The concept may have been straightforward, but the execution was unbelievably convoluted. The saga is chronicled via mystery, superstition, modern folklore and dogged detection. It mimics the legacy of Al Capone, John Dillinger and even the likes of Dick Turpin, Jesse James and Matthew Hopkins - all personas that grew exponentially with the telling of their deeds until they attained mythic status. In a Germany torn apart by crippling war reparations, yet festering with unholy and unwarranted wealth and driven by a surging undercurrent of dangerous idealism - a land in which prejudice and a burgeoning New Order were seething into the open wounds of a failed conflict - Mabuse loiters in the shadows, his own army lying in wait, literally carving out his own legend with evil confidence, whittling away a state that he considers ripe for the taking. What could have been just an ungainly socio-political observation and detached musing on class corruption was, in the hands of the great Fritz Lang, a mind-bending assault on the establishment and a perfect valediction of organised Chaos. And, just as importantly, an exercise in the most profound of cinematic styles and narrative indulgences via thriller, horror and Sci-Fi schematics.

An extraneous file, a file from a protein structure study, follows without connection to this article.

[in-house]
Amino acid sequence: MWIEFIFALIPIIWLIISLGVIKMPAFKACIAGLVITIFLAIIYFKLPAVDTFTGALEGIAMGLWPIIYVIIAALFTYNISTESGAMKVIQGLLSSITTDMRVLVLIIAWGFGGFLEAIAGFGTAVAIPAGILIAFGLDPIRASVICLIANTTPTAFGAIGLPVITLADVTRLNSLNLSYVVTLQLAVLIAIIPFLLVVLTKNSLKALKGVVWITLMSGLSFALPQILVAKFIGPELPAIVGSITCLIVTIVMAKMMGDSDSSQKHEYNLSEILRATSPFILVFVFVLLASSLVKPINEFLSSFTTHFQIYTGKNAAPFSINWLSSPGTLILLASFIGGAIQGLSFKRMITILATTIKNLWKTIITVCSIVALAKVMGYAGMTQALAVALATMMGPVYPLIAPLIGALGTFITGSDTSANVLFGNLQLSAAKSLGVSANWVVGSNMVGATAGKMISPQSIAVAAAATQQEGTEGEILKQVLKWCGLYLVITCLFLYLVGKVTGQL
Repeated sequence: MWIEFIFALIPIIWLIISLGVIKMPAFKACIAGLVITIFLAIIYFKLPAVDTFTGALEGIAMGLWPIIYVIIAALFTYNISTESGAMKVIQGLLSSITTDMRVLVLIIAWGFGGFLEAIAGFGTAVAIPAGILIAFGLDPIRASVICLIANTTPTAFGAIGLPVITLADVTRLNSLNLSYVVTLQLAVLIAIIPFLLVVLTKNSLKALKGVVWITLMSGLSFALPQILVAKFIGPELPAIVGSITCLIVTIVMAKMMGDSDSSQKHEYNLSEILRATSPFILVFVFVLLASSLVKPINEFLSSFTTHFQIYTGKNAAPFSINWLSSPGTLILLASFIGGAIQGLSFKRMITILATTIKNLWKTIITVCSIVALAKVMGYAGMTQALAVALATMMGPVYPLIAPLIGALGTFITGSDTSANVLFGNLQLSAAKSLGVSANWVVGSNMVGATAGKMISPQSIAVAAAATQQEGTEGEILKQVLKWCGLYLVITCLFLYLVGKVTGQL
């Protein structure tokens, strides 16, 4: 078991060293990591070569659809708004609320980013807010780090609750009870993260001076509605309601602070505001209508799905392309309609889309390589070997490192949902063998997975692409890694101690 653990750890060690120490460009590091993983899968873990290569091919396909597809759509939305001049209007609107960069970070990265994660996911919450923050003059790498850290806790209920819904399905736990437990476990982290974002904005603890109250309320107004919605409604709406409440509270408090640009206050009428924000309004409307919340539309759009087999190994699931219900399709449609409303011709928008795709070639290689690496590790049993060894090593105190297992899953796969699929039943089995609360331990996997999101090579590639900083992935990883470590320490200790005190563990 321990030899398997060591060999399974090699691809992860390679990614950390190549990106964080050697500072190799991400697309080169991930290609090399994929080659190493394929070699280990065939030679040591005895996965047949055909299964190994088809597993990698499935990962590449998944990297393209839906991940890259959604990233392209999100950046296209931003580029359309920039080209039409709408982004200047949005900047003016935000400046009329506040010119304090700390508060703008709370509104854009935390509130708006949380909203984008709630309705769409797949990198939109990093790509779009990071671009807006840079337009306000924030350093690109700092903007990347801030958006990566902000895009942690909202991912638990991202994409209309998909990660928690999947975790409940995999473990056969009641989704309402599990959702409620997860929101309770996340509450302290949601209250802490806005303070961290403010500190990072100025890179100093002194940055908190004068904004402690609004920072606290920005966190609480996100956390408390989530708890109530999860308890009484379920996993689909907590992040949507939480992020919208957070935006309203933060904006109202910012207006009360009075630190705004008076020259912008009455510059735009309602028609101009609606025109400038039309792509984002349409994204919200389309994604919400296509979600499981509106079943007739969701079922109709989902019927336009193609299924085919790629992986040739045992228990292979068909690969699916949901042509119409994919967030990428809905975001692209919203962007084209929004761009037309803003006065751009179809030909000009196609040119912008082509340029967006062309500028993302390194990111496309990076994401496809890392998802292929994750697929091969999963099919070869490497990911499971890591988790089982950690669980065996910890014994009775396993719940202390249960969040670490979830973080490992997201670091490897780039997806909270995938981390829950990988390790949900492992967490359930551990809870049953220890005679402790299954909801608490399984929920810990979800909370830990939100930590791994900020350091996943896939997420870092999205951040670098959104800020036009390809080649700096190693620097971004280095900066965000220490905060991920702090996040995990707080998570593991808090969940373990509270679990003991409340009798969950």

Spin-off productions were made, a whole slew of them in the sixties, that just used the character and the name to weave some very James Bondian-type yarns, but Lang's three films remain the genuine troika of murder, madness and megalomania. With Eureka already securing what looked to be a definitive boxset of Lang's labyrinthine opus, we can now examine how one of the greatest, most fiendishly complex and outrageously epic crime dramas that Cinema has ever produced is beginning to infiltrate the hi-def market.